They’re fiery, emotionally unrestrained free spirits with an ingrained contempt for authority and institutions, whether employers or public schools or hospitals: nomadic at a time when “living off the grid” wasn’t yet a lifestyle.

Absolutely the last two people who should bear and attempt to raise children. And yet Rose Mary is pregnant with No. 4: Maureen.

Rex is a mean drunk, prone to explosions of temper and acts of staggering emotional cruelty. Rose Mary, a classic enabler, fancies herself a bohemian painter and justifies neglect on the basis of being in “artistic moments.”

Life with these two is an hourly, daily, weekly, monthly, yearly onslaught of child abuse; attempting to describe it as “benign” is being much too kind. Some patrons walked out off Wednesday evening’s preview screening, and I couldn’t fault them; Cretton’s approach may not be exploitative — he doesn’t rub our noses in it — but the mere depiction of such events is shattering.

And yet ...

Harrelson, a black-eyed nightmare when Rex is drunk, makes him devilishly charismatic at other times: a self-taught engineer/scientist with an impressive facility for stray facts, who enchants his children, captures their imagination and exhorts them to embrace life fearlessly.

Watts, in turn, makes Rose Mary a tragic figure: a self-proclaimed “excitement addict” forever trapped in orbit around Rex’s dark star.

The question — the crucial question, for which Cretton demands an answer — is whether we can look beyond the unrelenting parental cruelty, to view Rose Mary as merely pathetic, and Rex as a guy unable to rise above his own inner demons, who expresses love the best way he can, given his own loveless upbringing.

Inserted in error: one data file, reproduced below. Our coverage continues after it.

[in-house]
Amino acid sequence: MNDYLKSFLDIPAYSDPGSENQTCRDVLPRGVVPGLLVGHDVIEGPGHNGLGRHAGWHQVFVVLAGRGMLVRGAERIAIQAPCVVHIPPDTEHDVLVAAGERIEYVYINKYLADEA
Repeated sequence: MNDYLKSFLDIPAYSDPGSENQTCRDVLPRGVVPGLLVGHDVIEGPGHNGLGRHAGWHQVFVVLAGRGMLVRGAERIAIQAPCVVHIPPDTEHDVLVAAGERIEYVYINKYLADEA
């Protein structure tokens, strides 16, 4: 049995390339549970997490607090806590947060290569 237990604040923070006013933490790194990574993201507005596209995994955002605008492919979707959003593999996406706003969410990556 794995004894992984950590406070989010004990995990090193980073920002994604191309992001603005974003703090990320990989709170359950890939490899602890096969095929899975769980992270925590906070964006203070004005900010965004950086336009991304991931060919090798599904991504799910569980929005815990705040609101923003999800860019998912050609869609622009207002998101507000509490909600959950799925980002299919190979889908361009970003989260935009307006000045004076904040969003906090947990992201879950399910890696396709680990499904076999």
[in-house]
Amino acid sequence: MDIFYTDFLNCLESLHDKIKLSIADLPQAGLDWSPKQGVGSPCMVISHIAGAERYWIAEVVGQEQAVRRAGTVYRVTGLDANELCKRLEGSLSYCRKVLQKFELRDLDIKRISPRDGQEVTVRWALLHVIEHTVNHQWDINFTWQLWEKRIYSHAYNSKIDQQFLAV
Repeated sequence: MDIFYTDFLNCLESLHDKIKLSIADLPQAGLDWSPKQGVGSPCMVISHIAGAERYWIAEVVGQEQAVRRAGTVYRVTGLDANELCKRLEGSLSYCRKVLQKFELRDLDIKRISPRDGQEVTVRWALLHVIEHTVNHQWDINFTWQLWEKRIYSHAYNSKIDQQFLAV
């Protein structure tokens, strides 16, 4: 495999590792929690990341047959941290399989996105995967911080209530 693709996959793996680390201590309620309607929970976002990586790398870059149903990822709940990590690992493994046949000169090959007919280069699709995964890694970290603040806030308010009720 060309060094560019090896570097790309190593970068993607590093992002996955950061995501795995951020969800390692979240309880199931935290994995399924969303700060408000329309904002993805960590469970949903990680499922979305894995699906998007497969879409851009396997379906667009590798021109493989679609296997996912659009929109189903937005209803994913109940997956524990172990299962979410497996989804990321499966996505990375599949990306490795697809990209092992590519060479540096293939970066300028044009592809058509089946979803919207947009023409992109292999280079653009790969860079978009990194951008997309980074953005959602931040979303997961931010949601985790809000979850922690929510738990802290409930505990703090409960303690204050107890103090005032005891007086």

(And boy, if you think Jeannette and her siblings have things tough — and, no question, they do — wait’ll you meet Rex’s mother.)

I suspect most viewers will find understanding impossible, let alone forgiveness. And yet there’s no denying the moments of magic between Harrelson and, most particularly, Anderson, as the teenage Jeannette. She has grown up at the right time, and at the right age, to be the most enchanted by her father’s wild flights of fancy: most particularly the literal “glass castle” — solar-powered, no less — that he has long promised to build, in order to house his family in a luxury they’ve never known.

Against all expectation, Cretton draws moments of mutual devotion, between Harrelson and Anderson, on par with the touching dynamic Chris Evans shared with young Mckenna Grace, earlier this year in Gifted.

But can such sweet intimacy compensate for the horrors of life with Rex, all the rest of the time?

Likely not.

When all four children and even Rose Mary finally rebel over a peripatetic life of hovels, filthy campgrounds, unpaid landlords, child welfare investigators and condescending (or, worse yet, pitying) glances, Rex finally moves them back to his home town of Welch, West Virginia, a declining mining community that nonetheless offers undreamt-of stability.